Picking out a place to eat may not seem like a big deal, but if these patterns are applied to other situations, like choosing where to live, how to manage finances, or whether or not to have children, they can cause a lot of harm.

Healthy Compromise

I will say again that deciding where to go to dinner may not be high stakes, but the pattern is what is important. How you reach the compromise is vital.

One answer that has become more available in the pandemic is takeout, if you are both okay eating at home. Getting take out from the place each of you wants dinner from and eating together at home gives both of you the choice of food you want and the satisfaction of meeting that expectation.

Aiming for a third option can be a healthy solution. Take this with some caution because compromise on a third option for dinner and concession to a third option for dinner are not the same. Compromise comes from a place of mutual okay-ness. That you are both okay about the choice, say agreeing to pizza for the evening instead of either of your two options. Concession is an imbalance of this and leaves you feeling worse. Settling for pizza because compromise is not available.

Tips for Reaching Healthy Compromise

You have to give-give for a win-win

It is all about balance. Balance of adjustments and sacrifice. To compromise you have to be prepared and willing to put something on the table to be changed. If the give-give is only one person giving and the other doing nothing, this builds resentment and anger. Being able to show willingness to compromise and not just ask for compromise shows fairness and respect for your partner.

Calm and open communication

Don’t compromise when you are angry. If you or a partner is feeling angry or frustrated, this is not grounds for a good compromise. Take a break if needed. Calm and open communication paths are important to listening and considering each others perspectives.

Negotiate Up

Compromise can feel a lot like a subtraction of needs. Compromise is a place of negotiation in your relationship. While talking about what you can give for the compromise, you also talk about what you will gain from the compromise. Negotiating up, focusing on what you can gain from a mutually acceptable solution can help balance the feeling of subtraction.

Clarify your priorities

We may not know why our partner is more flexible in areas and dig their heels in the sand in other areas. Not knowing why can lead to arguments comparing different compromises. “You did __ for ___, why can’t you do ___ for ___?”

Here is a simple exercise to learn about each others flexible and inflexible values and priorities:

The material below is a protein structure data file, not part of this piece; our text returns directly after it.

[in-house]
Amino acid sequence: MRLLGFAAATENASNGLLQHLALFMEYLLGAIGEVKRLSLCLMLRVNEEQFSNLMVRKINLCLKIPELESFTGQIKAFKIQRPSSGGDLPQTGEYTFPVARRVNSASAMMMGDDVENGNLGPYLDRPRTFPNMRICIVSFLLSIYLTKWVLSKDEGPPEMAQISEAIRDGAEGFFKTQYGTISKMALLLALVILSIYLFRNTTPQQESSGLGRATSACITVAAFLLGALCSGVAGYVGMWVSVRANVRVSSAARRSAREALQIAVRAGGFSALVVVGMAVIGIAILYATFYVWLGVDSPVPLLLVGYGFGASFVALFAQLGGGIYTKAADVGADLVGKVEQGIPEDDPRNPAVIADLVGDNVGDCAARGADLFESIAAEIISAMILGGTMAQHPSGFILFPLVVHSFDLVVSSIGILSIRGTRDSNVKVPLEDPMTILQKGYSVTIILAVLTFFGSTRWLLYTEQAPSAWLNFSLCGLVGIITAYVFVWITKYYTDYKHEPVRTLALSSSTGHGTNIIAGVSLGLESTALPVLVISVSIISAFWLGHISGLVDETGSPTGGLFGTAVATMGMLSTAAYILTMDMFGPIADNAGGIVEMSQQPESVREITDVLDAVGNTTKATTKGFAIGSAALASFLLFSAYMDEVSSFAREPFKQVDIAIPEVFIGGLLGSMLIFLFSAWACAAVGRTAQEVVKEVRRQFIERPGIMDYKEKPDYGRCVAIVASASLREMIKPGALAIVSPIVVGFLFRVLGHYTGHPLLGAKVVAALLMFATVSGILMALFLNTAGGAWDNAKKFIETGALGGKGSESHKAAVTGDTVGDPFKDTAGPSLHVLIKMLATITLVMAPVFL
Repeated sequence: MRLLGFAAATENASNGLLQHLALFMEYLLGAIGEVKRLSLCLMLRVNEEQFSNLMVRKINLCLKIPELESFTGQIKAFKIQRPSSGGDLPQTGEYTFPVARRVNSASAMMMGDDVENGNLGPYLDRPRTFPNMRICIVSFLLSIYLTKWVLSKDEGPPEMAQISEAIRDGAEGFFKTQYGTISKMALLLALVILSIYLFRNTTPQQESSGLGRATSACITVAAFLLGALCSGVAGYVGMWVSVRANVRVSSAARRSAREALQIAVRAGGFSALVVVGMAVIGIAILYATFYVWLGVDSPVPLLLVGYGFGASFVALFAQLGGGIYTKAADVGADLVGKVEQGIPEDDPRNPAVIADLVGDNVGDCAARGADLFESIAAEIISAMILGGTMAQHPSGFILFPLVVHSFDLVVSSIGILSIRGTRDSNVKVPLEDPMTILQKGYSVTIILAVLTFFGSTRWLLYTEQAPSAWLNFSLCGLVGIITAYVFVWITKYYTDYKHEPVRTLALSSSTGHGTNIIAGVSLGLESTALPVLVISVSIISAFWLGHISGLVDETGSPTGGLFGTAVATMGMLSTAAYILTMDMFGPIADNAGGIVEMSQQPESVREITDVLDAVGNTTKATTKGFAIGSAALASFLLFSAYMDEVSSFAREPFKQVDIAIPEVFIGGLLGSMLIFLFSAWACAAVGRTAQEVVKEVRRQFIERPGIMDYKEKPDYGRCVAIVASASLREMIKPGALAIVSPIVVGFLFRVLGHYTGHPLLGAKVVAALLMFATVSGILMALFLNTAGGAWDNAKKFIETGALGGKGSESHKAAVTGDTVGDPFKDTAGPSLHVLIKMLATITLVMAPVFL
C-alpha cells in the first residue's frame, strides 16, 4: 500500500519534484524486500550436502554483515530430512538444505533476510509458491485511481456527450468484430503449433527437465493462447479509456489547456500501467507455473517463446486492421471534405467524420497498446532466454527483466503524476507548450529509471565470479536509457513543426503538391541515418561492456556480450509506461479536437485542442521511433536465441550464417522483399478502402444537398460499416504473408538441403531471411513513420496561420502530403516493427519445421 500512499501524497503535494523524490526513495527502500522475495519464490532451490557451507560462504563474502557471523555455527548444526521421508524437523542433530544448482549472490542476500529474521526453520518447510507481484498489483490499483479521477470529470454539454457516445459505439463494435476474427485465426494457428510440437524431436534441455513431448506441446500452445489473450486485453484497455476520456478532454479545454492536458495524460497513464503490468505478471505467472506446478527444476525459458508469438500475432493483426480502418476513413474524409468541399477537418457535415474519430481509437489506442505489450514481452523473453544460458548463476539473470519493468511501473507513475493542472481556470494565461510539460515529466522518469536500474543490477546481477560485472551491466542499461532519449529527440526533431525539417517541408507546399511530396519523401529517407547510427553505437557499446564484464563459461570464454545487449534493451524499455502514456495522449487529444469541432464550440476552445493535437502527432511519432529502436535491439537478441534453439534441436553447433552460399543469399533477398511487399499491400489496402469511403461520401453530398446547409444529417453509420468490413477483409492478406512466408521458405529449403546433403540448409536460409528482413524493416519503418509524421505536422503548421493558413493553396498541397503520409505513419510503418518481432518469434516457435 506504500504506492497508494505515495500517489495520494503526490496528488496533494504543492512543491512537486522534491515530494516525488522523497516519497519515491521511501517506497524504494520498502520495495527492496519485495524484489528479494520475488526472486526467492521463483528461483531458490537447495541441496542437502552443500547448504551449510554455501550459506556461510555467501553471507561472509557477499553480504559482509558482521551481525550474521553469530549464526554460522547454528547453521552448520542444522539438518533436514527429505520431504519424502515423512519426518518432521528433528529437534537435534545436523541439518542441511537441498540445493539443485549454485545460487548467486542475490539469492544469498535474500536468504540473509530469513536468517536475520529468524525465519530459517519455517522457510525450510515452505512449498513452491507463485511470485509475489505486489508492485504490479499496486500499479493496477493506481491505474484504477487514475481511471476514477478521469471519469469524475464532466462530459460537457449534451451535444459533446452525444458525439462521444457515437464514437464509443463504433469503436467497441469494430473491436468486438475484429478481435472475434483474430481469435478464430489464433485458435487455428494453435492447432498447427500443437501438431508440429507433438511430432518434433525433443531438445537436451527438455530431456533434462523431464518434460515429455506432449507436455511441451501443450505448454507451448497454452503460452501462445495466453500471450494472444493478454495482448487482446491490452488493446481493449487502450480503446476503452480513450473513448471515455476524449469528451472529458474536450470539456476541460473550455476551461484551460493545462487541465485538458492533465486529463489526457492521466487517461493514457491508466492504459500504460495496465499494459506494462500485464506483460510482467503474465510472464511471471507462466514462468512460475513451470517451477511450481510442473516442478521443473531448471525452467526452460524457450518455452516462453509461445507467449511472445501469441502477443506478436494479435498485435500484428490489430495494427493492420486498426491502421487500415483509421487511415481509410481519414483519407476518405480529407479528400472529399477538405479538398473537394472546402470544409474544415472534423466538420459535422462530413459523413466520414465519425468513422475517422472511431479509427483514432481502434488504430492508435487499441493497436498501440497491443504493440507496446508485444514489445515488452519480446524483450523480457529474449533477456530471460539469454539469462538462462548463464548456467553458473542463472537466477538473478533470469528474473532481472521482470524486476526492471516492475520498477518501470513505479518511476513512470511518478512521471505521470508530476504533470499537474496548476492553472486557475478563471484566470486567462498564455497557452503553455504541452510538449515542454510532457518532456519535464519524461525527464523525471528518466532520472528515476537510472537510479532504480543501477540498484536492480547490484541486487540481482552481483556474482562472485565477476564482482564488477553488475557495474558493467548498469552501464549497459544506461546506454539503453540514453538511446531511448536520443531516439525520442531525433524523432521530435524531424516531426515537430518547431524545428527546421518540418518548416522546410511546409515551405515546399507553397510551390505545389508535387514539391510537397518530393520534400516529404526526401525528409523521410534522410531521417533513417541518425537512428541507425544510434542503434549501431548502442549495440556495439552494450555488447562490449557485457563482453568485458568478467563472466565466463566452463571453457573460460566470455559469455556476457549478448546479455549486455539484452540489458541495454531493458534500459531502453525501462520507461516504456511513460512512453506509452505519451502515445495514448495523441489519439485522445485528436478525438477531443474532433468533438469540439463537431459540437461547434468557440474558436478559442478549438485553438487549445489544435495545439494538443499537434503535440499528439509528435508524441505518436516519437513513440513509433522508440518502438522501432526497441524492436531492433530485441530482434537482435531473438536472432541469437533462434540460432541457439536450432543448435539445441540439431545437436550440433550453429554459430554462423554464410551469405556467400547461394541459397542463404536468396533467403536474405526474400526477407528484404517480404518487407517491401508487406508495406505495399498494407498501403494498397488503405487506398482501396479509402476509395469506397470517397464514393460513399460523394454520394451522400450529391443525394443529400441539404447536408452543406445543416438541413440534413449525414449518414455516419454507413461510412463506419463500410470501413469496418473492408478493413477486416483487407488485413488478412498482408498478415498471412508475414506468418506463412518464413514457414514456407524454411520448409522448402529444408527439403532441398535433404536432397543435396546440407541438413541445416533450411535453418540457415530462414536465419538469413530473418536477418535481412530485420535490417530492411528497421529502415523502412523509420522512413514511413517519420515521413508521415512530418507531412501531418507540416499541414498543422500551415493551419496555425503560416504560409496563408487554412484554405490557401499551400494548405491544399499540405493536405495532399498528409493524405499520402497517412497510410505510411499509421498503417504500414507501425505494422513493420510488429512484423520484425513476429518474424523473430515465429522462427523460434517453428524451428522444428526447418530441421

Do not do this activity in the midst of a conflict. It is most impactful when done in a time of peace where you are both calm and receptive to one another.

  1. You each have a paper where you draw a smaller circle in the middle and a larger circle around it. A donut shape on a paper. The small area is your inflexible area and the larger outside area is your flexible area.
  2. The inside oval will contain the ideas, needs, and values you absolutely cannot compromise on, this can include your deal-breakers. The outside oval will contain the ideas, needs, and values you feel more flexible with. Fill them in.
  3. Share this activity with your partner and ask each other some of the questions below that feel good to you:
  • Can you help me to understand why your “inflexible” needs or values are so important to you? 
  • What are your guiding feelings here?
  • What feelings and goals do we have in common? How might these goals be accomplished?
  • Help me to understand your flexible areas. Let’s see which ones we have in common.
  • How can I help you to meet your core needs?
  • What temporary compromise can we reach on this problem?

Accept Help

Learning to compromise takes practice. When we feel like we are sacrificing parts of ourselves as an individual for the sake of the relationship, our safety, trust, and fulfillment can be on unstable ground.

Trouble communicating our desires and feeling balance in your relationship can be helped by seeking a relationship counselor for support. When we learn how to compromise in a supportive environment and reap the benefits in our relationship, compromise won’t feel negative or scary but rather a vital part to the happiness in your healthy relationship.

Laura Richer, Seattle Therapist

Laura Richer, Seattle Therapist

Laura Richer is a psychotherapist, hypnotherapist, and coach. Located in the Queen Ann neighborhood of Seattle, she is a Licensed Mental Health Counselor and has been practicing in the state of Washington since 2011.